Sinusoidal Obstruction Syndrome (TOPNOTCH)Robbins Basic Pathology, 8th ed, p662


Well-demarcated but poorly encapsulated lesion, consisting of hyperplastic hepatocyte nodules with a central fibrous scar. Appears in noncirrhotic livers and may reach up to many centimeters in diameter. It occurs in response to local vascular injury.

Focal nodular hyperplasia (TOPNOTCH)Robbins Basic Pathology, 8th ed, p664


These appear in cirrhotic livers, are larger than surrounding cirrhotic nodules but do not display atypical features. Contains more than one portal tract, have an intact reticulin framework, and do not seem to be precursors of malignant lesions.

Macroregenerative nodules (TOPNOTCH)Robbins Basic Pathology, 8th ed, p664


These are lesions larger than 1 mm in diameter that appear in cirrhotic livers. Considered to be precursors of hepatocelluar cancers, are often monoclonal, and may contain chromosome aberrations similar to those present in liver cancers.

Dysplastic nodules (TOPNOTCH)Robbins Basic Pathology, 8th ed, p664


May appear grossly as (1) a unifocal, usually massive tumor, (2) a multifocal tumor made of nodules of variable size or (3) a diffusely infiltrative cancer, permeating widely and sometimes involving the entire liver, blending imperceptibly into the cirrhotic liver background.

Primary Hepatocellular Carcinoma(TOPNOTCH)Robbins Basic Pathology, 8th ed, p665


A distinctive variant of HCC, which occurs in young male and female adults (20-40 years of age) of equal incidence, no association with cirrhosis or other risk factors. usually consists of a single large, hard "scirrhous" tumor with fibrous bands coursing through it. Composed of well-differentiated polygonal cells growing in nests or cords and separated by parallel lamellae of dense collagen bundles.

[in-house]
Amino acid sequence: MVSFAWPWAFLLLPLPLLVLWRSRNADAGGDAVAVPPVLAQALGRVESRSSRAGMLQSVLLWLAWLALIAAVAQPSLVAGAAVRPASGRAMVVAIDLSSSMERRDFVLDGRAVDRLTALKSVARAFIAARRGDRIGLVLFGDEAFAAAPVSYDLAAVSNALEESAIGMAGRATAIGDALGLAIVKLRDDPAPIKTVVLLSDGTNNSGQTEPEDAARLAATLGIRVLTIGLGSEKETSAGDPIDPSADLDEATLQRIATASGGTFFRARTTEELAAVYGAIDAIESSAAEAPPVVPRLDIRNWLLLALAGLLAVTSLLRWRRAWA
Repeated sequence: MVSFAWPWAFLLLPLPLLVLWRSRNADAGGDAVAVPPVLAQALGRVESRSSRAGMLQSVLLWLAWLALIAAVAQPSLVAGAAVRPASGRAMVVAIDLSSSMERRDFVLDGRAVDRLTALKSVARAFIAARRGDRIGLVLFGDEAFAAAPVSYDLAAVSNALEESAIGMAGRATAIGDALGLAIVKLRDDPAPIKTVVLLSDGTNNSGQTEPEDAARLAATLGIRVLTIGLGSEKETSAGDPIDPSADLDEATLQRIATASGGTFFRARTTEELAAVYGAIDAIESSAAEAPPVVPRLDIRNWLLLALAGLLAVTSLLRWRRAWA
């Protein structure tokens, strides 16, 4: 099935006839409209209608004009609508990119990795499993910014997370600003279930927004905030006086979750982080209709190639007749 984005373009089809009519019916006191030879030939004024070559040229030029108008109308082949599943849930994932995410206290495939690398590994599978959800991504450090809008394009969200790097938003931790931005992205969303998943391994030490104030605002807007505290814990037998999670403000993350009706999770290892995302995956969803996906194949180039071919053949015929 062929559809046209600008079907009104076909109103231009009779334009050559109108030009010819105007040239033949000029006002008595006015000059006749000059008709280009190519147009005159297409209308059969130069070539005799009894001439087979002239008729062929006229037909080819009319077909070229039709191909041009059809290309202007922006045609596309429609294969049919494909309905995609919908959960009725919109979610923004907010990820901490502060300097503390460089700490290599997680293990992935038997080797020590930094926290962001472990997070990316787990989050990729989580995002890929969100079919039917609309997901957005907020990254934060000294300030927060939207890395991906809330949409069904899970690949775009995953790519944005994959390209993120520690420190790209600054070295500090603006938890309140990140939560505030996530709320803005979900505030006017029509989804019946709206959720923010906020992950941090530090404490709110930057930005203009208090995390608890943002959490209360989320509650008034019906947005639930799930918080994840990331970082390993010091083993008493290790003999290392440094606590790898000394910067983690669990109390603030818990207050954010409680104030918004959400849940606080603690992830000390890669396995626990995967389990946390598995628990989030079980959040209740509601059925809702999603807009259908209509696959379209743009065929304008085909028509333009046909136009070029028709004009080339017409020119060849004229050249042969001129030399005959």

Fibrolamellar carcinoma(TOPNOTCH)Robbins Basic Pathology, 8th ed, p665


Gallbladder stones that are mostly radiolucent, ovoid and firm; can occur singly but most often there are several, with faceted surfaces resulting from apposition to one another. They are pale yellow but w/ increasing proportions of CaCO3, phosphates and bilirubin, they turn gray-white to black and radiopaque.

Cholesterol stones (TOPNOTCH)Robbins Basic Pathology, 8th ed, p668


May arise anywhere in the biliary tree and are trivially classified as black and as brown. Contain calcium salts of unconjugated bilirubin and lesser amounts of other calcium salts, mucin glycoproteins, and cholesterol.

Pigment stones(TOPNOTCH)Robbins Basic Pathology, 8th ed, p668


A type of pigment stone found in sterile gallbladder bile, usually small and present in large quantities and crumble easily. 50% to 75% are radiopaque.

Black pigment stones (TOPNOTCH)Robbins Basic Pathology, 8th ed, p668


A type of pigment stone found in infected intrahepatic or extrahepatic ducts. Tends to be single or few in number and are soft with a greasy, soaplike consistency that results from the presence of retained fatty acid salts released by the action of bacterial phospholipases on biliary lecithins. Contains calcium soaps, and are radiolucent.